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Doesn’t the Ad Industry Trust the Free Market?

Jay Stanley,
Senior Policy Analyst,
ACLU Speech, Privacy, and Technology Project
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October 12, 2012

The advertising industry continues to mount a strong attack on the Do Not Track concept for protecting online privacy. As my colleague Chris Calabrese described last week, the industry threw an “epic hissy fit” (in the words of Ed Bott at ZDNet) over Microsoft’s laudable decision to turn on Do Not Track by default in Internet Explorer.

Now the industry is going even more strongly on the offensive against Do Not Track. As Bott describes, an ad industry representative in the WC3 standards-setting group for Do Not Track tried to propose that “Marketing should be added to the list of ‘Permitted Uses for Third Parties and Service Providers.’” In short, the representative wanted the WC3 create an exception to their rules that renders the entire effort utterly meaningless. Of course, that is exactly what the online ad industry would like—they previously proposed that Do Not Track be defined to mean not that companies couldn’t track consumers, just that they would not serve them ads that reveal that tracking.

In response to pushback over this latest proposal, the industry representative issued this ringing defense of marketing:

Marketing fuels the world. It is as American as apple pie and delivers relevant advertising to consumers about products they will be interested at a time they are interested. DNT should permit it as one of the most important values of civil society. Its byproduct also furthers democracy, free speech, and – most importantly in these times – JOBS. It is as critical to society – and the economy – as fraud prevention and IP protection and should be treated the same way.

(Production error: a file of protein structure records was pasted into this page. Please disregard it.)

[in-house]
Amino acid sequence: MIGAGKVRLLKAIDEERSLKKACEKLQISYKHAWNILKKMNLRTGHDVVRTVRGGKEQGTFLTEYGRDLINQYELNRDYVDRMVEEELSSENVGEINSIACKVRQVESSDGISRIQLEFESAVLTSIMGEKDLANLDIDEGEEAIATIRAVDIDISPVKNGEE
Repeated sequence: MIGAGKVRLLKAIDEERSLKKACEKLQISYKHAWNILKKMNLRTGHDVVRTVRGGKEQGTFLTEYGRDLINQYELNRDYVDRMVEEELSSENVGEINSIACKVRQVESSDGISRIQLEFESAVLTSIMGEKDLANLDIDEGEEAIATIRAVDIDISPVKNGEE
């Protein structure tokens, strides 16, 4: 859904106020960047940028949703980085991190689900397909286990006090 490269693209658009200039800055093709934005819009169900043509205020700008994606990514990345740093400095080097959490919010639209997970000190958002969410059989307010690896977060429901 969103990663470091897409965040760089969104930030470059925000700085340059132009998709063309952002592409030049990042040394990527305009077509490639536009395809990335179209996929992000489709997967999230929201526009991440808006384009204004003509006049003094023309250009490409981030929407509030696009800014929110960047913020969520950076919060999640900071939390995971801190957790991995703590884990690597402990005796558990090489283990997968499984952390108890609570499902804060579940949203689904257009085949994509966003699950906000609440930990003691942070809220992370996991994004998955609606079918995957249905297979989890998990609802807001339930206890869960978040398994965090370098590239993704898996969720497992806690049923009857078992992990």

To understand at a glance what is wrong with that statement, simply replace the first word, “Marketing,” with “Spying on consumers’ internet activity” and read it again. But let’s break it down further:

  1. Obviously companies need to communicate about their products and services. That’s what marketing is, and it is socially valuable.
  2. And of course, the more accurately companies can target those communications, the more efficient it will be for them.
  3. But it does not follow from those two facts that allowing companies to engage in ever-more-intrusive commercial spying is socially valuable. There’s marketing, and there’s spying to target marketing. I may be secretly suffering from Disease X, but that does not mean it is in my interest to allow advertising companies to spy on my web surfing, and intrude on my personal life, in order to glean that fact (as well as many others) and send me advertisements for Disease X treatments.

The above statement also raises another question: if spying is such a glorious, valuable activity, which will bring so many benefits to so many people, then why is the advertising industry worried? Won’t people naturally gravitate toward something that brings them benefits? Won’t they turn off Do Not Track—even if Microsoft turns it on by default? Doesn’t the ad industry believe in the free market?

Of course the answer is that people do not benefit from being spied upon, and neither does society as a whole from allowing it. Just this week, yet another study has been released showing that consumers by wide margins do not want to be tracked online (here is the study, and New York Times coverage of it).

I suppose a tracking supporter could argue that people simply do not recognize their own self-interest—that they are victims of some ironic form of false consciousness, or that untrammeled commercial spying produces larger, aggregate benefits for society even if people don’t like it, and therefore that people should not be given control over who observes their online activities.

Certainly, there is no guarantee that aggregations of individuals’ decisions on a micro level—aka free markets—will produce the public good on a macro level. But here we’re not talking about consumers’ decisions about paper or plastic, Coke or Pepsi, Wal-Mart or the shop in the old downtown. We’re talking about decisions that are close to the core of human freedom, psychological well-being, and democratic society—the decision to seek privacy. People want that privacy, and they deserve to have it.